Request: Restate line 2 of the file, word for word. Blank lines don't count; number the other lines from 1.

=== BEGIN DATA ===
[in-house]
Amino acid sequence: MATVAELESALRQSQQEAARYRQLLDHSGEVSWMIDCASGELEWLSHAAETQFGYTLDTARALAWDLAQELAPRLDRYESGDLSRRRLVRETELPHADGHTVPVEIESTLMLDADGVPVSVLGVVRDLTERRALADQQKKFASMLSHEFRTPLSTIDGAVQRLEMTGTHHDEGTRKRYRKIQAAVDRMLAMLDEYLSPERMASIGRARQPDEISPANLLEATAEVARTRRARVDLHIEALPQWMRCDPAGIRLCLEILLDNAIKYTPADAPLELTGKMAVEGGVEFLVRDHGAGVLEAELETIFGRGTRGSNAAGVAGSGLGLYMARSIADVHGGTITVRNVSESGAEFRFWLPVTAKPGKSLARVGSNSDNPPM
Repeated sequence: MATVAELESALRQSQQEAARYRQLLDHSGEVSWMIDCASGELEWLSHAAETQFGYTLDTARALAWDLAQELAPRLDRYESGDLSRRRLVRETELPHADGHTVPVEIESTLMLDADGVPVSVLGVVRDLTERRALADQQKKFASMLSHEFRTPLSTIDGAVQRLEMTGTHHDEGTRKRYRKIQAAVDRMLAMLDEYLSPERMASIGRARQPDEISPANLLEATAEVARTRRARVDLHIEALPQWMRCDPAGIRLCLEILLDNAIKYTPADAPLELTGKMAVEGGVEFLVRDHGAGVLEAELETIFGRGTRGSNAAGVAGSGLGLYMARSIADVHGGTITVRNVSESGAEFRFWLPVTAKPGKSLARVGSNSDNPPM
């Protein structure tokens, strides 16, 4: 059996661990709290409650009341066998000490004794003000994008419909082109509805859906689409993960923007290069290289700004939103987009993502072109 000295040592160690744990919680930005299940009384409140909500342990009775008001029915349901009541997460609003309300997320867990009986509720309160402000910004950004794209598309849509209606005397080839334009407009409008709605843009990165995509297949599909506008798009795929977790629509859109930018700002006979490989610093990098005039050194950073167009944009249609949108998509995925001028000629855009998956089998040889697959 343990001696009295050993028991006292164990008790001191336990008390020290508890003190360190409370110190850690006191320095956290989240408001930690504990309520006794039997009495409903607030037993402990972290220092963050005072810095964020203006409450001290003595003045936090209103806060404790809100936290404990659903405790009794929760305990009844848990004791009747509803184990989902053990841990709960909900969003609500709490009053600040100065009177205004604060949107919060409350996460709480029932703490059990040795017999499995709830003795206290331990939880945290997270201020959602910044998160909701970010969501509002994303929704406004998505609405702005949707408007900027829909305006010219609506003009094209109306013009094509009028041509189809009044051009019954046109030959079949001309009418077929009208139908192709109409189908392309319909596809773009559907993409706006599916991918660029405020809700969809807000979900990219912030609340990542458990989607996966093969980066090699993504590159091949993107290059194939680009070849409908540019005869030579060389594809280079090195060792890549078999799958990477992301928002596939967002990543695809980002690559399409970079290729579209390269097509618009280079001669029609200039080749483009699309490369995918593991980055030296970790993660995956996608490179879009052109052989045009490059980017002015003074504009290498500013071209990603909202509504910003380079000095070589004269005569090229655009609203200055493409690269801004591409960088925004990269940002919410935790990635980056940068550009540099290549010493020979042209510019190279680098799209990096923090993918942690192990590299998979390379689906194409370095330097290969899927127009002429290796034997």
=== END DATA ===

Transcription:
Amino acid sequence: MATVAELESALRQSQQEAARYRQLLDHSGEVSWMIDCASGELEWLSHAAETQFGYTLDTARALAWDLAQELAPRLDRYESGDLSRRRLVRETELPHADGHTVPVEIESTLMLDADGVPVSVLGVVRDLTERRALADQQKKFASMLSHEFRTPLSTIDGAVQRLEMTGTHHDEGTRKRYRKIQAAVDRMLAMLDEYLSPERMASIGRARQPDEISPANLLEATAEVARTRRARVDLHIEALPQWMRCDPAGIRLCLEILLDNAIKYTPADAPLELTGKMAVEGGVEFLVRDHGAGVLEAELETIFGRGTRGSNAAGVAGSGLGLYMARSIADVHGGTITVRNVSESGAEFRFWLPVTAKPGKSLARVGSNSDNPPM